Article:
City Limits

There are different arguments to be made about raising the height limit on buildings in the District of Columbia, but both Representative Darrell Issa and New York Times reporter Rebecca Berg are mistaken when they describe the original decision to set height limits as “arbitrary.” Before the Building Heights Act of 1899 was passed, Congress sent a commission to Europe to study height limits in cities such as London (80 feet), and Paris, Berlin, and Vienna (64 feet), and to also look at American cities, most of which had height limits (New York and Philadelphia were two exceptions). The commission settled on a height limit that followed a well-established urban design precedent, that is, the height of buildings should be related to the width of the street on which they stand. In Washington’s case, buildings on streets could be 90 feet high, while those on the broader avenues could be 110 feet. Hardly arbitrary.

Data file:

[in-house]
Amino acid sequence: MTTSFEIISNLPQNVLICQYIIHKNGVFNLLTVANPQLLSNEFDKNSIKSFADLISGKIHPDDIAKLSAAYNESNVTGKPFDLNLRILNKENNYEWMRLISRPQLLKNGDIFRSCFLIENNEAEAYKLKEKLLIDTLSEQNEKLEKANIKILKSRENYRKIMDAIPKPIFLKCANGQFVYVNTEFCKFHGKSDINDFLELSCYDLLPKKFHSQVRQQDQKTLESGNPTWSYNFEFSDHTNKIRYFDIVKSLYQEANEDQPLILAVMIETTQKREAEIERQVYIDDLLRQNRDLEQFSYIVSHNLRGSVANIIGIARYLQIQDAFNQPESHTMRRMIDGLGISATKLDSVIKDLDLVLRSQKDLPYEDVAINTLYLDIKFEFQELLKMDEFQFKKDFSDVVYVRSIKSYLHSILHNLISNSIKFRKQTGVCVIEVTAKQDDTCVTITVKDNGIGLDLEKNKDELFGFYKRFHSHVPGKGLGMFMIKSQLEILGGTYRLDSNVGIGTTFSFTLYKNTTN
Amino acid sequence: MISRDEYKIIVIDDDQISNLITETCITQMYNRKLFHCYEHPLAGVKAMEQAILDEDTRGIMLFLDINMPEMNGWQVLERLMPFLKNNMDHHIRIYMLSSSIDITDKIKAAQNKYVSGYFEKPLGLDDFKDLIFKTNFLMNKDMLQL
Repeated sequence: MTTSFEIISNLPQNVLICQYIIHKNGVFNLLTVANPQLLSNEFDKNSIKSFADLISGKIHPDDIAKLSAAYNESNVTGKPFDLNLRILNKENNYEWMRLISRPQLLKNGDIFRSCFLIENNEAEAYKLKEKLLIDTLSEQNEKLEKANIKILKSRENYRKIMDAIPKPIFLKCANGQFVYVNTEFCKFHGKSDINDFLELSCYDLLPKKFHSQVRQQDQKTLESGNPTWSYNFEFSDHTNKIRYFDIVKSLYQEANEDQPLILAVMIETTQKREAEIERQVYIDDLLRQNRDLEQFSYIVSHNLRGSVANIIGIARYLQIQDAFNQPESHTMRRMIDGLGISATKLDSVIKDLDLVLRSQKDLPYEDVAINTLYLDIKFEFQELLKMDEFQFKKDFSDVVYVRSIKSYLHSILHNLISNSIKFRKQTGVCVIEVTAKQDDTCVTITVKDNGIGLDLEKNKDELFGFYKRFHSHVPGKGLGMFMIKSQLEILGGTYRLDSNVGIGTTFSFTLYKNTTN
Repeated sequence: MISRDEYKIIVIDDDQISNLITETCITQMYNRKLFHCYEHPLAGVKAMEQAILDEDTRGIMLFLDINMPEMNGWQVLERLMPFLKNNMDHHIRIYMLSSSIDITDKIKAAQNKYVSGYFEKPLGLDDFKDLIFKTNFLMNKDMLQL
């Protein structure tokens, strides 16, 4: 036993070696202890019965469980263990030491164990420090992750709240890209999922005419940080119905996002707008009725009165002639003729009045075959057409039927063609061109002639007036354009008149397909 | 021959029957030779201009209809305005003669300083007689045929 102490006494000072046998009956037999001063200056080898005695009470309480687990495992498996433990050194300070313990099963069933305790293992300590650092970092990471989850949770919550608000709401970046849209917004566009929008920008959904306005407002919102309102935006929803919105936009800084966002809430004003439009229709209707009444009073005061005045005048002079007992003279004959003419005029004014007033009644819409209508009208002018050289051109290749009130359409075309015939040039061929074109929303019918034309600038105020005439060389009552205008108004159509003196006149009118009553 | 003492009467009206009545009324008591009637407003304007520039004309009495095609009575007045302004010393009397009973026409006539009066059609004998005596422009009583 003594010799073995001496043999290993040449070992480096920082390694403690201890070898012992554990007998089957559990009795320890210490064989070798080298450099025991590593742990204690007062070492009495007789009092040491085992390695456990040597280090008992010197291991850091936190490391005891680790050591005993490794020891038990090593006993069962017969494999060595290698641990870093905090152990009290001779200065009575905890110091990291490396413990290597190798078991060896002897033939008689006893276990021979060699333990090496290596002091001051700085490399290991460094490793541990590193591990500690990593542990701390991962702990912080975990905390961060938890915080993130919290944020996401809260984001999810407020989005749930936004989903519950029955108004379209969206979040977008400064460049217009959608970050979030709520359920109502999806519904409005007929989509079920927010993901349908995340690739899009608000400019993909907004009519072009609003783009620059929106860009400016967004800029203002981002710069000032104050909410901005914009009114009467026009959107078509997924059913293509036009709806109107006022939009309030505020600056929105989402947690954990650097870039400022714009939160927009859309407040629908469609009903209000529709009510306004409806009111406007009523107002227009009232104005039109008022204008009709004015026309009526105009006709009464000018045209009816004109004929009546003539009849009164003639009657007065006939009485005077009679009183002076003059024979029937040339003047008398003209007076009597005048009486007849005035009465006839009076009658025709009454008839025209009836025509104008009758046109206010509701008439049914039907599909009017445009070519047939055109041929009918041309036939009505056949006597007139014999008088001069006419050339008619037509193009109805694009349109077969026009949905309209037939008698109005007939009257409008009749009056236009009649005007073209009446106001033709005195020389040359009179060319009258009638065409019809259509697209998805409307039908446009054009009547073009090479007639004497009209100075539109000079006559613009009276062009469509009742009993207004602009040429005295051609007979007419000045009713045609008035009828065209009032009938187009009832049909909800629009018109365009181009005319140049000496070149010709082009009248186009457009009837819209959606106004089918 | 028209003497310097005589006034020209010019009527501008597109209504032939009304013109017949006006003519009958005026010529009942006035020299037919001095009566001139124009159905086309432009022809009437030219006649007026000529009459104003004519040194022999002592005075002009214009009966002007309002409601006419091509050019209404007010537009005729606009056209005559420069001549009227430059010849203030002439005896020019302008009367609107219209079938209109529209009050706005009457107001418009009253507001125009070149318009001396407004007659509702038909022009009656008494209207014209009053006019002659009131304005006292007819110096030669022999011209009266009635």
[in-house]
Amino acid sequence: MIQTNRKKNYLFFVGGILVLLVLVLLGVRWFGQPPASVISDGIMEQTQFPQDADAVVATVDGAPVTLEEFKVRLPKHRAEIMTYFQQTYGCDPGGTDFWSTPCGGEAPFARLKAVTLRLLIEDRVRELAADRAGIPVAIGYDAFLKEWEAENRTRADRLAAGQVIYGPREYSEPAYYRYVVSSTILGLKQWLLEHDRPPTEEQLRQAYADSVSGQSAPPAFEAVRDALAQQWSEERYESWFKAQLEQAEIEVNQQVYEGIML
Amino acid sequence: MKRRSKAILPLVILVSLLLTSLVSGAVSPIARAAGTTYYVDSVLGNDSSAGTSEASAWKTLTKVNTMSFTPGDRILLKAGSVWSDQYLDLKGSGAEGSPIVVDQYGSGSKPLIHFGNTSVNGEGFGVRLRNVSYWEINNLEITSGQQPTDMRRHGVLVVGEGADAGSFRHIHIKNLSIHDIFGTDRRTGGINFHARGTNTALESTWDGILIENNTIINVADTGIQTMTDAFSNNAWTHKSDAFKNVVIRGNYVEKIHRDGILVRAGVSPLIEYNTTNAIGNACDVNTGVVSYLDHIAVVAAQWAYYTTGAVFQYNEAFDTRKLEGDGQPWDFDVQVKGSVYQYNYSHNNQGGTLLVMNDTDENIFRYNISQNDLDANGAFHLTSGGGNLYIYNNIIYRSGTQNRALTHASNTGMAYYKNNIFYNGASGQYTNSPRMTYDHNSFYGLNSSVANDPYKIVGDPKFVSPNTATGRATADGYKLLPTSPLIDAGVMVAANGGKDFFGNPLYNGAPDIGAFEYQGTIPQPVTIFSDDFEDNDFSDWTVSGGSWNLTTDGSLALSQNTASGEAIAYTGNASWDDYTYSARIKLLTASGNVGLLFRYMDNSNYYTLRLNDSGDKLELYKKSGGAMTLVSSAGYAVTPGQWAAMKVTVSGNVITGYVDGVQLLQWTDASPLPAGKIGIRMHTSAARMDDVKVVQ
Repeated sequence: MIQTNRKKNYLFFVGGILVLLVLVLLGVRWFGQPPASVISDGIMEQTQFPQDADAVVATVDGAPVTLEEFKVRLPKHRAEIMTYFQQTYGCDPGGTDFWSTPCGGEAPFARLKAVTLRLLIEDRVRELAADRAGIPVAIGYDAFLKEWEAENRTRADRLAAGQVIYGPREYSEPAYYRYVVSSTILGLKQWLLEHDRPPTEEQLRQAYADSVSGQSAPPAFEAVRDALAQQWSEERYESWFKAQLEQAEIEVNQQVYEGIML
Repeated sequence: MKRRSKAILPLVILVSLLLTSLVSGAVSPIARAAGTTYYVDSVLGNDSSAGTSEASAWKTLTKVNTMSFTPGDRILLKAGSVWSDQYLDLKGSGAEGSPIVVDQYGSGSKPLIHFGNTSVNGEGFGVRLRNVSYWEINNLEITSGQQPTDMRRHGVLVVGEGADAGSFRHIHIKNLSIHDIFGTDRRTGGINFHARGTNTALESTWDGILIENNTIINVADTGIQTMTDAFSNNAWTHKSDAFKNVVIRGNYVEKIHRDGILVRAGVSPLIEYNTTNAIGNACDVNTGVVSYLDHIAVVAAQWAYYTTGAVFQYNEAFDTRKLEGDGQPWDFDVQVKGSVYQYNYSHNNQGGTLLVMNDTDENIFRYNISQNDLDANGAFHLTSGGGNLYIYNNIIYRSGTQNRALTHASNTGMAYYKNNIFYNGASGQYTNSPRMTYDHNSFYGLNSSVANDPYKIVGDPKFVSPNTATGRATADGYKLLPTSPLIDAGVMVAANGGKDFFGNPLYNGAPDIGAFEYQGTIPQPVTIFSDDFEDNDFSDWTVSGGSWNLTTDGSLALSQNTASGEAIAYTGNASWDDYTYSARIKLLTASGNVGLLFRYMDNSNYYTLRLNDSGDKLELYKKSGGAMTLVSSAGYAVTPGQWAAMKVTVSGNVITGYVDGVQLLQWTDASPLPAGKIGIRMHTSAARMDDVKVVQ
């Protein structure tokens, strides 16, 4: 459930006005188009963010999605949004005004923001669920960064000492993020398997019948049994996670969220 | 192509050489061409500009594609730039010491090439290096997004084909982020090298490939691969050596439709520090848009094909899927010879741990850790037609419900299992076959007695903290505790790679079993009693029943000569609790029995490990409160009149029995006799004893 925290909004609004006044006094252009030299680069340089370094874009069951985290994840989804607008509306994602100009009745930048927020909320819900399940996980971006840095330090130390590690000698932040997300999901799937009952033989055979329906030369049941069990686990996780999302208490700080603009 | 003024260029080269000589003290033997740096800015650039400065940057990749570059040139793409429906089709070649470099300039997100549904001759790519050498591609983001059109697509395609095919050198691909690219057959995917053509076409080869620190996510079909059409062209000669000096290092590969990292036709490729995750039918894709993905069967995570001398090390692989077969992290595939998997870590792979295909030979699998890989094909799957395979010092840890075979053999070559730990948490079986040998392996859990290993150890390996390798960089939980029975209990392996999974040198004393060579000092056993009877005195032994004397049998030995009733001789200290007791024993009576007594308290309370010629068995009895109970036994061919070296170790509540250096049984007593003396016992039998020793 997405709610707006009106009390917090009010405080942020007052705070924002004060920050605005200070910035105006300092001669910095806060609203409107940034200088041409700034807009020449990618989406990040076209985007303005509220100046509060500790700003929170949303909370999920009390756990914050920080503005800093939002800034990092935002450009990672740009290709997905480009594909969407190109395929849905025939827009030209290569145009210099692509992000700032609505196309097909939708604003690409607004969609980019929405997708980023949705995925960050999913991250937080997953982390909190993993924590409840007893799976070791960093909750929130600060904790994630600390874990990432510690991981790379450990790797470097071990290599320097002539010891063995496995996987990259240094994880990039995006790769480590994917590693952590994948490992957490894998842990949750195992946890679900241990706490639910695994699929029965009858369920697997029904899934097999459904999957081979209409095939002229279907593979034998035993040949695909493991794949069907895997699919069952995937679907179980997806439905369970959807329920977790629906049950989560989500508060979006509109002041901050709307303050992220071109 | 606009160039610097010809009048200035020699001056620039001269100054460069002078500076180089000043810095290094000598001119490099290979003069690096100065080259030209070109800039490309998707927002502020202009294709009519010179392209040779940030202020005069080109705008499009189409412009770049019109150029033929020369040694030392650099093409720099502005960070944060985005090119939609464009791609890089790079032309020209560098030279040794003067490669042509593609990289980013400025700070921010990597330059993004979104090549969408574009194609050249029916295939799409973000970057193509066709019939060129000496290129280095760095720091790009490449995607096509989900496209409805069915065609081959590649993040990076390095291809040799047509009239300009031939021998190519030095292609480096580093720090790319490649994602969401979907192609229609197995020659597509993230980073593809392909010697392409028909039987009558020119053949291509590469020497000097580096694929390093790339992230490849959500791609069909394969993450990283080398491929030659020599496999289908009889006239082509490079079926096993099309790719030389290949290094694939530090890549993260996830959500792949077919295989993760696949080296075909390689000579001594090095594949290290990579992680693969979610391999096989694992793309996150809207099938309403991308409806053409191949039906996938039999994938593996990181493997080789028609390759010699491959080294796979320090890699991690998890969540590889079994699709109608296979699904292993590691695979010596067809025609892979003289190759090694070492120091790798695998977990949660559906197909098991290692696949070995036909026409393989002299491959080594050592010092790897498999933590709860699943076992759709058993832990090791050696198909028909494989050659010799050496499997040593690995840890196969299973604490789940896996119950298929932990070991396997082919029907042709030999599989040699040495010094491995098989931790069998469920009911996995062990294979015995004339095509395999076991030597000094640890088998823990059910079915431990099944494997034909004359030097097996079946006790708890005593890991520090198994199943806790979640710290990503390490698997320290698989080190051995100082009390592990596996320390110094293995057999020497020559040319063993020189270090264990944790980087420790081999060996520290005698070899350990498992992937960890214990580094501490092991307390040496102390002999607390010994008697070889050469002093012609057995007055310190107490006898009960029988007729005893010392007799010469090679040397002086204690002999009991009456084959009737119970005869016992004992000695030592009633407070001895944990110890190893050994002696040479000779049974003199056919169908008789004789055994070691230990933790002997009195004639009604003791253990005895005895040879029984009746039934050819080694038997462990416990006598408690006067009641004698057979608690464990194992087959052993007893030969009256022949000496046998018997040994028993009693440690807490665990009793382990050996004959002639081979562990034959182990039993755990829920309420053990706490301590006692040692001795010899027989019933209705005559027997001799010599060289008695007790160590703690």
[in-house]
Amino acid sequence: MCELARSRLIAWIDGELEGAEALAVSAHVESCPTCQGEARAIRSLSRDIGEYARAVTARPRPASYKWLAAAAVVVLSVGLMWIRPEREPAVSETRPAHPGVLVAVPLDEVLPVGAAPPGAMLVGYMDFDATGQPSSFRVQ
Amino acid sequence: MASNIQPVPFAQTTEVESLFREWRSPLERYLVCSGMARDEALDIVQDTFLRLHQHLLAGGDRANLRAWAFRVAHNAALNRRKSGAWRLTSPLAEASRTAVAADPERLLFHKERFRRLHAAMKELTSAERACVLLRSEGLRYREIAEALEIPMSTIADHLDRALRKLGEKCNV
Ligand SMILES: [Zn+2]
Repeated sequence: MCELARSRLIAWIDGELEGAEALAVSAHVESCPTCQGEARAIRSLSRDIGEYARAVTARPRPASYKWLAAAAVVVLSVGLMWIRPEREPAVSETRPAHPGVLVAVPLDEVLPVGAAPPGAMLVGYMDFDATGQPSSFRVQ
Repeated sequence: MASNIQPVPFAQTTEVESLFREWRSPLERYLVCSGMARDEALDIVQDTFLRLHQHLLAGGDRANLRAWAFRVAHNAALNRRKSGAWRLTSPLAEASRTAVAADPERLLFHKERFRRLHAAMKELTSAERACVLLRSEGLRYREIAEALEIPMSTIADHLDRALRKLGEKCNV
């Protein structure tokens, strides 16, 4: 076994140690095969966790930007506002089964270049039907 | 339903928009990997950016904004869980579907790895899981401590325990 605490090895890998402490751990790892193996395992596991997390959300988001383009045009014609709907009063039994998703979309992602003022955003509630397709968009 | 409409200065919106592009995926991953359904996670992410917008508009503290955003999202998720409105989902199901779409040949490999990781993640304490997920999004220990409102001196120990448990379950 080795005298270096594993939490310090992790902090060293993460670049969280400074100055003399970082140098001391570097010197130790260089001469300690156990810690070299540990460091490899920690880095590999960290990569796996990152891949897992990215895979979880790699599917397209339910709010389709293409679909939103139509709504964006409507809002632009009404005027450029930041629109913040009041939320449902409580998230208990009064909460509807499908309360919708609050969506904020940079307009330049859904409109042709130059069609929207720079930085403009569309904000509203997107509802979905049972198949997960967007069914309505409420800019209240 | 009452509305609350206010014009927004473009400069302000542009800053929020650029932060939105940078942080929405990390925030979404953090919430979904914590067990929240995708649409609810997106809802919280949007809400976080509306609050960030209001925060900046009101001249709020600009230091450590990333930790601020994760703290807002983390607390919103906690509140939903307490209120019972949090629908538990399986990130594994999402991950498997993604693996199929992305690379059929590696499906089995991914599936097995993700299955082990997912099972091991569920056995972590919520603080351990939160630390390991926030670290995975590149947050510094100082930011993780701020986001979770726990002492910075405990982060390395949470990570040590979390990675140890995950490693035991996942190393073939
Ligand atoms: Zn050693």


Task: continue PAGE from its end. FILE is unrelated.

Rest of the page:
2 Responses to City Limits

  • Robert Kwasny says:

    How were limits in London, Paris, Vienna etc. established though? Was there some rationale or were they arbitrary themselves? And if DC based its law on European arbitrary rule, doesn’t it make the DC limit arbitrary?

    • Witold says:

      Height limits were rarely arbitrary, but were usually related to street width. In “Great Streets,” Allan Jacobs writes that most great streets he studied fell into a range of width:building height of 1:1 to 1:2. This is not a science, but it does explain the range of European and American height limits.

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